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15.5: Managing and Facilitating Movement Dynamics

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    Some ecosystems are transient in nature—their character is temporary and will change because of disturbance and succession. Consequently, species that occupy those transient habitats are bound to be naturally extirpated at one time or another. Consider, for example, a small population of wildflowers occurring in a river’s floodplain; at some stage, there is going to be a flood that will wash away those flowers. But the flooding also disperses seeds downstream, allowing for new wildflower populations to establish in suitable habitat elsewhere. These shifting populations linked by movements between them are better characterized as a metapopulation (a “population of populations”) (Figure 15.5.1) consisting of several subpopulations. For some metapopulations, every subpopulation is transient: their distribution changes dramatically with each generation. Other metapopulations involve relatively permanent subpopulations with only a few individuals dispersing each generation. Some metapopulations consist of one or more source populations whose sizes are stable or increasing, and several sink populations whose sizes fluctuate depending on environmental conditions. Some sink subpopulations may undergo such dramatic fluctuations that they would be extirpated in unfavorable years were it not for population rescue by immigrants from source populations.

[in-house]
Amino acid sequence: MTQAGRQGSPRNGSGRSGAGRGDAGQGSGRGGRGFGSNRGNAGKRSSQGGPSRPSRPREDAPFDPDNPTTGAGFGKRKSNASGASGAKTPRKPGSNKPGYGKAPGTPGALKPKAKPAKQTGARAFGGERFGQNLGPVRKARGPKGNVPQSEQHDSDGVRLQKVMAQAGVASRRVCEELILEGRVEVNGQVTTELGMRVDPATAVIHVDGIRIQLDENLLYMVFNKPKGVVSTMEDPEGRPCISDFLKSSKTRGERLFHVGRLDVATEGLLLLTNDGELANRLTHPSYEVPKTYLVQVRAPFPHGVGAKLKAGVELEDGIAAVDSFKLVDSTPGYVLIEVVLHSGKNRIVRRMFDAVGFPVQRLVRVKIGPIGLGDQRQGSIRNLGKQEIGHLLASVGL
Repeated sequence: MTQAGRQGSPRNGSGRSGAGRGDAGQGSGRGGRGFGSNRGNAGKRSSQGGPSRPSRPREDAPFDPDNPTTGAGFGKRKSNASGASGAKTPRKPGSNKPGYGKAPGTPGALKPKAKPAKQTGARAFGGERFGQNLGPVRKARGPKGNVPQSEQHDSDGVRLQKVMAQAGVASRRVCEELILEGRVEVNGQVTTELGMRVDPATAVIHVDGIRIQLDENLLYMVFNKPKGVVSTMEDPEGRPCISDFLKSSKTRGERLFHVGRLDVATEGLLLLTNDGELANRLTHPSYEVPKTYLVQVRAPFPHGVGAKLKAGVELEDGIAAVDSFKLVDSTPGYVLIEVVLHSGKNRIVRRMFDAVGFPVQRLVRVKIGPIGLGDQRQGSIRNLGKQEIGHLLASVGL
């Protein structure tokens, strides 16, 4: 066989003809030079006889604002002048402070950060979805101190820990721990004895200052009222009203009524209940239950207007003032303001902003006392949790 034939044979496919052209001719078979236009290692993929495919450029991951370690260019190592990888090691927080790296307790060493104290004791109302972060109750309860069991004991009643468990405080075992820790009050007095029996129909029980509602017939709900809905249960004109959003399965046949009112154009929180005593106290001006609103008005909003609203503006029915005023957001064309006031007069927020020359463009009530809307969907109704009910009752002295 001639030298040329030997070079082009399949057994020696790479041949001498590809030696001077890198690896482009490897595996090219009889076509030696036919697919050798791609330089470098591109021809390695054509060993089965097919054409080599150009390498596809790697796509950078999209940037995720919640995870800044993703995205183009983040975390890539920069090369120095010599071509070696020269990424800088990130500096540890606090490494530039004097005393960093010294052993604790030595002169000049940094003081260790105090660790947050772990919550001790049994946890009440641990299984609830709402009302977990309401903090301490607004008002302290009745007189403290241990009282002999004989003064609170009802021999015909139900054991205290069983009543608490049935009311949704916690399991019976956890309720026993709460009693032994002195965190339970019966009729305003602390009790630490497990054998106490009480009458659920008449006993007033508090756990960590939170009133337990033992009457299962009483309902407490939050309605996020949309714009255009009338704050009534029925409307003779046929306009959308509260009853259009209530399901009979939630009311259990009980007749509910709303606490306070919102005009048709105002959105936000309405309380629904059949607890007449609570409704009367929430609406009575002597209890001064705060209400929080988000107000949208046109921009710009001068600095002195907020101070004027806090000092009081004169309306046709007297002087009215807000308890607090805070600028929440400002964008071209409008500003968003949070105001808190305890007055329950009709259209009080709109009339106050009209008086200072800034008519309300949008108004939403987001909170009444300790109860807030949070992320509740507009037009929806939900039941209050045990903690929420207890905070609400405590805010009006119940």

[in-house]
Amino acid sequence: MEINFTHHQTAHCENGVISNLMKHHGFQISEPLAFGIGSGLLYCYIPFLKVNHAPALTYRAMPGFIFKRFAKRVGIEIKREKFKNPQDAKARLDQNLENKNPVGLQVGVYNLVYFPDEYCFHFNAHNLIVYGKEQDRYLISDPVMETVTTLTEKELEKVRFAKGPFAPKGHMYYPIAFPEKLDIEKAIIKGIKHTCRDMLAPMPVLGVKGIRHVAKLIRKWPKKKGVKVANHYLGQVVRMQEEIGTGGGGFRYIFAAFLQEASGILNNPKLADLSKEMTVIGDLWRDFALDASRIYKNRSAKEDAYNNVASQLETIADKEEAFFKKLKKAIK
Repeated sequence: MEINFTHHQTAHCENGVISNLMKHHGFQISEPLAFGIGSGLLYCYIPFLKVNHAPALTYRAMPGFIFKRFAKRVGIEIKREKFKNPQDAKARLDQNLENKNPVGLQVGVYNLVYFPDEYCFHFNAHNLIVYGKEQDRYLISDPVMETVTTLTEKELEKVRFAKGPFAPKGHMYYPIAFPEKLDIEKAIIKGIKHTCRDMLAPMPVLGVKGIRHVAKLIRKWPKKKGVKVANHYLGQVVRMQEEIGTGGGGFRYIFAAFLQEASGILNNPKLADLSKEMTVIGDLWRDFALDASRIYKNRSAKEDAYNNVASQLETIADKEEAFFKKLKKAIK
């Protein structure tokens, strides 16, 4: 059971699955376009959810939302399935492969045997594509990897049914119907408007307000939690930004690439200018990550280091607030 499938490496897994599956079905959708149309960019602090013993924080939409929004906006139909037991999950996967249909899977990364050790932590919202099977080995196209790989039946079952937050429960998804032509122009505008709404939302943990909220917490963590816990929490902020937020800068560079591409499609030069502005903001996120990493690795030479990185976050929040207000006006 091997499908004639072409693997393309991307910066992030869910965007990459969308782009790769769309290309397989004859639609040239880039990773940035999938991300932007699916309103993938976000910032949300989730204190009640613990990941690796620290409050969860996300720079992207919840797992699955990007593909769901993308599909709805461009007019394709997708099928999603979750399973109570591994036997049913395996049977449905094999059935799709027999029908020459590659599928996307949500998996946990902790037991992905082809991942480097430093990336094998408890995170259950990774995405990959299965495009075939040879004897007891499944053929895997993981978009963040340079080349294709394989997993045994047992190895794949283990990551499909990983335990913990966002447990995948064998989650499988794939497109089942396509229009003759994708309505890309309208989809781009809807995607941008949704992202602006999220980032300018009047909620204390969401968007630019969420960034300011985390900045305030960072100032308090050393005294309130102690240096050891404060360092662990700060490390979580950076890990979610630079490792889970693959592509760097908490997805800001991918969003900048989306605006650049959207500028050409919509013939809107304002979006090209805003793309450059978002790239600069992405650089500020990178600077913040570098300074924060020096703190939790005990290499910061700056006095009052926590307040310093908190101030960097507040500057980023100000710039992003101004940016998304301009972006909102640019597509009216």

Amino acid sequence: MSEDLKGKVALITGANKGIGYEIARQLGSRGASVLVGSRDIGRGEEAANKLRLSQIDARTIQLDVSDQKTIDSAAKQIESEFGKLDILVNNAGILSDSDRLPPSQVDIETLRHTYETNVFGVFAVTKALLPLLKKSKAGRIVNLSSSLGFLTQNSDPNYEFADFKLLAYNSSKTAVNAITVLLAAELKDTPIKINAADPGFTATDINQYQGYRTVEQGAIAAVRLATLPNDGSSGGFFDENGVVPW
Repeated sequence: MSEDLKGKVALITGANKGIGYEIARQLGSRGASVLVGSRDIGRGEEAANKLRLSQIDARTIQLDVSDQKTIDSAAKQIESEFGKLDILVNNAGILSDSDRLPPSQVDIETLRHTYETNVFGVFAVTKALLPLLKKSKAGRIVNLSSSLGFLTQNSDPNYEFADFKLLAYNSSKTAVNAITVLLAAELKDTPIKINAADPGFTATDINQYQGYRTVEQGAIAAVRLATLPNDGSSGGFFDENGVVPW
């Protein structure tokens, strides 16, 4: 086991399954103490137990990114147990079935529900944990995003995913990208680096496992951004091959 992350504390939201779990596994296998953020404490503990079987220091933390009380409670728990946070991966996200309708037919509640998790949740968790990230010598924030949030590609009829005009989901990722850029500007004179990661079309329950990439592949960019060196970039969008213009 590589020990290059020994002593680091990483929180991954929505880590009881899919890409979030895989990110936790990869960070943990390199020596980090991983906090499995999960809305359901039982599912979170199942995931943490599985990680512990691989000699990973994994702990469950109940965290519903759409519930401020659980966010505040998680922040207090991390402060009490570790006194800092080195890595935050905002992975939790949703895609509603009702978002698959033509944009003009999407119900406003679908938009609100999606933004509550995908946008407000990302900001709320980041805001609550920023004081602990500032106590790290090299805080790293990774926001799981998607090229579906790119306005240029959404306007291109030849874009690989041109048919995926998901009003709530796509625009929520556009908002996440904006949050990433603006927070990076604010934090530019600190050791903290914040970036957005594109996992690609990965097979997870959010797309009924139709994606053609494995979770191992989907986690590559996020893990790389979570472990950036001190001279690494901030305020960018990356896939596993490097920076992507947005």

Figure 15.5.1 A range of metapopulation patterns is possible in nature. In this illustration, population size is represented by the size of the circle, while movement direction and intensity are indicated by the direction and thickness of the arrows. After White, 1996, CC BY 4.0.

    Habitat fragmentation threatens metapopulation dynamics by reducing opportunities for dispersal across the landscape. When there is too little movement of individuals between habitat fragments, the dwindling subpopulations within those fragments are at risk of extirpation or even extinction. In contrast, well-connected subpopulations maintain themselves by colonizing empty niches, exchanging genetic material, and adapting to changing environments. Dispersal also maintains critical ecosystem processes, such as pollination and seed dispersal. Consequently, conservation biologists have invested significant resources in recent years to maintain and restore wildlife movements within fragmented ecosystems.

    Connectivity in terrestrial ecosystems

    Maintaining and restoring ecosystem connectivity—the ability of ecosystems to facilitate the dispersal of individuals between different areas—involves maintaining and restoring wildlife movements that are (at risk of being) impeded by human activities. The most popular method to maintain (or restore) connectivity in a fragmented landscape is to maintain (or restore) habitat linkages, also called wildlife corridors, habitat corridors, dispersal corridors, or movement corridors. All these terms refer to continuous tracts of suitable habitat with little to no dispersal barriers that connect otherwise isolated habitat patches and populations.

    Maintaining and restoring ecosystem connectivity is an important strategy for conserving wildlife whose movements are impeded by human activities.